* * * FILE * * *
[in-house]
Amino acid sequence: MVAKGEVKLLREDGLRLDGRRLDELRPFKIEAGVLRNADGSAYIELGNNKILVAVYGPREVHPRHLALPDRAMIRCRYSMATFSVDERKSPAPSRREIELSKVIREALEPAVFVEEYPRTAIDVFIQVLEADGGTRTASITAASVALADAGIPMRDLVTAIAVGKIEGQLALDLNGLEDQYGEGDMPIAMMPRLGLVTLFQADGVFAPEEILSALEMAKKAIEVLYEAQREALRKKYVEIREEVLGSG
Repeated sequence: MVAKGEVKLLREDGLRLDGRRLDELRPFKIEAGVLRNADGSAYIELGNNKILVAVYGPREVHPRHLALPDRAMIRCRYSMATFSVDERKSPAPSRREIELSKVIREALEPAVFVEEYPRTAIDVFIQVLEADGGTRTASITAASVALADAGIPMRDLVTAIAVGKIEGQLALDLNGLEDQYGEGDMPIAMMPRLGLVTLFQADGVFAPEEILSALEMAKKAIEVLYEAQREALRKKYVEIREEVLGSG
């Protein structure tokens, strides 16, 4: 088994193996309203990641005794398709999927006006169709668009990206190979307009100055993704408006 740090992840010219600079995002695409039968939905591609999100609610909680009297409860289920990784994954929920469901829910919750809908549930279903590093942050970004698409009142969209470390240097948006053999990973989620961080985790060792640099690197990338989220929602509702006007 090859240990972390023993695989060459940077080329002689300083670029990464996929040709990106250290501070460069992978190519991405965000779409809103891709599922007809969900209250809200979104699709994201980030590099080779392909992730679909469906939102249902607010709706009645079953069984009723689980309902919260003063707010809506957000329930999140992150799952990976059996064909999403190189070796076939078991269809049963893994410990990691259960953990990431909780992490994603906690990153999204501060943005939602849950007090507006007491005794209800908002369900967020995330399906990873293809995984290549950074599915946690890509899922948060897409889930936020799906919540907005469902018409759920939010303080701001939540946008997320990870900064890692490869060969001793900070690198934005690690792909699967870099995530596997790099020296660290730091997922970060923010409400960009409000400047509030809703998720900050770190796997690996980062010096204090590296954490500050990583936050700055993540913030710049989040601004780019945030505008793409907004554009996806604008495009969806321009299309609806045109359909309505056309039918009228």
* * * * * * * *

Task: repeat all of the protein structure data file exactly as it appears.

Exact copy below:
[in-house]
Amino acid sequence: MVAKGEVKLLREDGLRLDGRRLDELRPFKIEAGVLRNADGSAYIELGNNKILVAVYGPREVHPRHLALPDRAMIRCRYSMATFSVDERKSPAPSRREIELSKVIREALEPAVFVEEYPRTAIDVFIQVLEADGGTRTASITAASVALADAGIPMRDLVTAIAVGKIEGQLALDLNGLEDQYGEGDMPIAMMPRLGLVTLFQADGVFAPEEILSALEMAKKAIEVLYEAQREALRKKYVEIREEVLGSG
Repeated sequence: MVAKGEVKLLREDGLRLDGRRLDELRPFKIEAGVLRNADGSAYIELGNNKILVAVYGPREVHPRHLALPDRAMIRCRYSMATFSVDERKSPAPSRREIELSKVIREALEPAVFVEEYPRTAIDVFIQVLEADGGTRTASITAASVALADAGIPMRDLVTAIAVGKIEGQLALDLNGLEDQYGEGDMPIAMMPRLGLVTLFQADGVFAPEEILSALEMAKKAIEVLYEAQREALRKKYVEIREEVLGSG
């Protein structure tokens, strides 16, 4: 088994193996309203990641005794398709999927006006169709668009990206190979307009100055993704408006 740090992840010219600079995002695409039968939905591609999100609610909680009297409860289920990784994954929920469901829910919750809908549930279903590093942050970004698409009142969209470390240097948006053999990973989620961080985790060792640099690197990338989220929602509702006007 090859240990972390023993695989060459940077080329002689300083670029990464996929040709990106250290501070460069992978190519991405965000779409809103891709599922007809969900209250809200979104699709994201980030590099080779392909992730679909469906939102249902607010709706009645079953069984009723689980309902919260003063707010809506957000329930999140992150799952990976059996064909999403190189070796076939078991269809049963893994410990990691259960953990990431909780992490994603906690990153999204501060943005939602849950007090507006007491005794209800908002369900967020995330399906990873293809995984290549950074599915946690890509899922948060897409889930936020799906919540907005469902018409759920939010303080701001939540946008997320990870900064890692490869060969001793900070690198934005690690792909699967870099995530596997790099020296660290730091997922970060923010409400960009409000400047509030809703998720900050770190796997690996980062010096204090590296954490500050990583936050700055993540913030710049989040601004780019945030505008793409907004554009996806604008495009969806321009299309609806045109359909309505056309039918009228």